Scottish Rugby News and Opinion


Guinness Rainbow Cup: Edinburgh Rugby 31-34 Ulster Rugby

Edinburgh v Ulster
© Scottish Rugby Blog

Edinburgh said goodbye to BT Murrayfield with a hard-fought loss to Ulster in their penultimate Guinness Rainbow Cup fixture. Four yellow cards and some interesting refereeing decisions gave both sides plenty to be aggrieved about in a game that frustrated and thrilled fans in equal measure.

Worcester-bound Duhan Van Der Merwe opened Edinburgh’s account with his last try for the club after an Eroni Sau turnover penalty allowed Edinburgh to pressure Ulster in their twenty-two. After some great phase play, utilising both the forwards and backs – yes you heard that right – the ball was pushed wide and into Van Der Merwe’s hands.

Blair Kinghorn scored Edinburgh’s second after James Johnstone cut Ulster open with a tight line on Ulster’s defensive soft shoulder. Johnstone accelerated into space, drew the defenders and then gave the pass to put Kinghorn into the corner. It was a fantastic training ground try; who knew using the backs could pay off in attack.

Ian Madigan helped bring Ulster back by cutting open Edinburgh’s defence and sending James Hume over. Ulster then started to build pressure which led to Blair Kinghorn pushing the self-destruct button with an offload to Hamish Watson that was never on. In the scrabble for the ball that followed, Watson attempted to knock the ball backwards from an Ulster offload which, after a captain’s challenge, was turned into an Ulster penalty and a sin binning for Watson.

This was the first of many “interesting” decisions from Ben Whitehouse and his team in this game.

Ian Henderson powered over for Ulster’s second after a lineout driving maul was unfairly judged to be collapsed by WP Nel. Nel was then handed a yellow by Whitehouse. Edinburgh’s great start had been neutralised.

Edinburgh worked hard when down to thirteen men, they created chances and pressurised Ulster regularly. Unfortunately McCloskey broke through just before the yellow card periods were to end and scored to put the visitors ahead, as you’d expect with a two man advantage.

After a Jamie Ritchie penalty, Ulster were back on Edinburgh’s try line with a line out drive that proved the perfect platform for Ulster’s current and future Edinburgh hooker, Adam McBurney, to drive over for the visitors’ fourth try.

Half-time: Edinburgh 12 – 26 Ulster

Ulster started the second half with a finely executed try utilising some nice little passes to put Rob Little over for Ulster’s last try of the game.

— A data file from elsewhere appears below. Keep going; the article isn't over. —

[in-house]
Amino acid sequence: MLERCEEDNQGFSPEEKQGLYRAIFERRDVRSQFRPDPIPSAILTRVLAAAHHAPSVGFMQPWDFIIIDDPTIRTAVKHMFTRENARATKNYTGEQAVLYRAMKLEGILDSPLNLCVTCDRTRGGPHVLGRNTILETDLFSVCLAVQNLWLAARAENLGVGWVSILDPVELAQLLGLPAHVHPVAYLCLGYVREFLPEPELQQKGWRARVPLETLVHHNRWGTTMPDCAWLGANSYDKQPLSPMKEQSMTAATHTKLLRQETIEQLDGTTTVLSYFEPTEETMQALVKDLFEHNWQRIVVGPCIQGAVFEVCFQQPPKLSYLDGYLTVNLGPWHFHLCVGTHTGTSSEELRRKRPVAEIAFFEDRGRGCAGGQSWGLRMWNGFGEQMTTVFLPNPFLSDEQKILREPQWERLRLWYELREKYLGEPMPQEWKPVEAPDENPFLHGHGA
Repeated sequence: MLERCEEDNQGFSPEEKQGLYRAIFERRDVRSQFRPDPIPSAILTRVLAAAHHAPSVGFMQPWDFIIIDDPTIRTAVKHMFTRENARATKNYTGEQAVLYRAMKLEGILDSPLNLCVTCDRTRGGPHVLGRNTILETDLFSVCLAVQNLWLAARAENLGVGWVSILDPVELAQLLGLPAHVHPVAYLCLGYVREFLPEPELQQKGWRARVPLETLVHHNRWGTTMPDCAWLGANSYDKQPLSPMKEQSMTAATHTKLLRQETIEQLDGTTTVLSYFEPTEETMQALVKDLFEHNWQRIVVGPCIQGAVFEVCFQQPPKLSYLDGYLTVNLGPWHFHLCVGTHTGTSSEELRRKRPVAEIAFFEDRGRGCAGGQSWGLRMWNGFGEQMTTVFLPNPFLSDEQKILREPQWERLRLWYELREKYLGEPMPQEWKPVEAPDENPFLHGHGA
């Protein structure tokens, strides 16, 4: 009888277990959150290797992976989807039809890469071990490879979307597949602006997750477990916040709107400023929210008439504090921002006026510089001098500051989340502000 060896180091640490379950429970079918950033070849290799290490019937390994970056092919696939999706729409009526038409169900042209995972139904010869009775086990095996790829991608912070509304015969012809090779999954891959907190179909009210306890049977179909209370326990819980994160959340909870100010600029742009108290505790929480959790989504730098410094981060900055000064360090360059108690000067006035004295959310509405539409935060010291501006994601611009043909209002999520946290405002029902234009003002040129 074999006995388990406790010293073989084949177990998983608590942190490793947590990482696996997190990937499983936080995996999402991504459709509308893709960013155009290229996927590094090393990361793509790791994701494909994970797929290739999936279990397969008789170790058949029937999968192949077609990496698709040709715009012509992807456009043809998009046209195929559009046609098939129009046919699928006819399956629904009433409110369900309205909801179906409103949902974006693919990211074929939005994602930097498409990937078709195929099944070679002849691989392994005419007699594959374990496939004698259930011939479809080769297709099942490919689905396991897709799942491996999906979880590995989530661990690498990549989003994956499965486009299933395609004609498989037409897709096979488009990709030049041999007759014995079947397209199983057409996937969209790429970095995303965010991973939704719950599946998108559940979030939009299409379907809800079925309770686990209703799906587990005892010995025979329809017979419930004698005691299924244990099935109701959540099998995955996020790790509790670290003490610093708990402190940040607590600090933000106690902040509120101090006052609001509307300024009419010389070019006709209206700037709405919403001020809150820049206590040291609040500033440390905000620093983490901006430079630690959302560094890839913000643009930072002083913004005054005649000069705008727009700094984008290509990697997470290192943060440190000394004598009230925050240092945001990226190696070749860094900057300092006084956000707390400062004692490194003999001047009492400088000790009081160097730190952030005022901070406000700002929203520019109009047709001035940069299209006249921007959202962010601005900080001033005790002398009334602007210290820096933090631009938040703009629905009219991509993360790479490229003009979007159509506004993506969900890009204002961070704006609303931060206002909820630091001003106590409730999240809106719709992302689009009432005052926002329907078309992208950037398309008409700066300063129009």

Edinburgh looked beaten.

The home side seemed to dig in however after this. They pressurised Ulster and pushed them deep into their twenty two on a number of occasions, one of which resulted in a yellow card for Michael Lowry. Nick Timmoney was the next Ulster player to go to the bin after a succession of Ulster penalties this time reduced the visitors to thirteen men. Pierre “the greatest” Schoeman then powered over for Edinburgh’s third try, swinging momentum to the home team.

Debutant Cammy Hutchison then reduced the Belfast team’s lead to five points after he plucked a Henry Pyrgos pass out of the air, broke a tackle and crossed the whitewash, the Heriots man grabbing his chance to shine with both hands.

Eroni Sau equalised for Edinburgh in the seventy seventh minute with a cracking side step on Michael Lowry and then accelerating down the touchline to score. Edinburgh finally pulled it level with a strong comeback in the second half – or so we thought.

Hearts sank as Ben Whitehouse signalled the TMO referral after a captain’s challenge from both sides for foul play. An immediate TV replay had Edinburgh fans holding their heads in their hands as Edinburgh’s Harri Morris is clearly shown collecting Michael Lowry’s head with his shoulder as the Ulsterman falls downward in a tackle. Now for me, this is a Red Card, brought down to a Yellow due to the head contact and mitigating circumstances. No try, Edinburgh are still five points behind. The TMO seemed to think this too but Ben Whitehouse stunned the commentary team and most of Belfast by deciding it was a playing incident and the try stood!

Edinburgh had the opportunity to win this.

Ian Madigan however had other plans. An Ulster penalty was given in the last seconds of the game and he showed his composure to slot the kick home to give Ulster the win.

Edinburgh 31-34 Ulster Rugby

A few of things to take from this game. Edinburgh can score tries if they use their backs as well as their forwards, this was great to see. Edinburgh need some kicking practice. They need a quality Stand Off as Blair Kinghorn is not the answer. Most of all however, Ben Whitehouse cannot referee a scrum. Kyle McCall, Ulster’s Loosehead, did not have WP Nell’s number today. He couldn’t bind on properly, his hand and knee were on the floor more often than Nel’s and if that wasn’t working he started hinging as well. I do not usually criticise referees publicly but Ben Whitehouse had a howler.